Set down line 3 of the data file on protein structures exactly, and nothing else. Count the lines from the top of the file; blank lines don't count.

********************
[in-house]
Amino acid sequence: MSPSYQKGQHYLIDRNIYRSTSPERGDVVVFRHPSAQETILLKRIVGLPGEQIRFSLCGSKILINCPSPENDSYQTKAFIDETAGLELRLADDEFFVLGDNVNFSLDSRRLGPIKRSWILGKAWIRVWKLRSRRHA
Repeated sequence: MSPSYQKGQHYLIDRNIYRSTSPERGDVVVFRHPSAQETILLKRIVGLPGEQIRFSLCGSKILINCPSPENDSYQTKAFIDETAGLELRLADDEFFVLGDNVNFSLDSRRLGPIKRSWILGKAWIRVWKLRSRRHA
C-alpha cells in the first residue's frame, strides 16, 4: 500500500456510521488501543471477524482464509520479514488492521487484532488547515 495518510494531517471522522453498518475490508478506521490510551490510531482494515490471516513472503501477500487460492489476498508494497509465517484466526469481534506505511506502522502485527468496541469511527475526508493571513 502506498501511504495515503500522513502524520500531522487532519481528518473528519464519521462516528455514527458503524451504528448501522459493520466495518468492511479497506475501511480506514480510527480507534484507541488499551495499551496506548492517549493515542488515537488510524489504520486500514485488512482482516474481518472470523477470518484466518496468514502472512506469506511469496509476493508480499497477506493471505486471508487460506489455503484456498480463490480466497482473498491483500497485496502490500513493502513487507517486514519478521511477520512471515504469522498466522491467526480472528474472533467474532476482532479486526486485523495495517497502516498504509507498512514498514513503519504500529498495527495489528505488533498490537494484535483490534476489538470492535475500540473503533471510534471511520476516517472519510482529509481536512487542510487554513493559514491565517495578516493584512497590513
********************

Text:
Repeated sequence: MSPSYQKGQHYLIDRNIYRSTSPERGDVVVFRHPSAQETILLKRIVGLPGEQIRFSLCGSKILINCPSPENDSYQTKAFIDETAGLELRLADDEFFVLGDNVNFSLDSRRLGPIKRSWILGKAWIRVWKLRSRRHA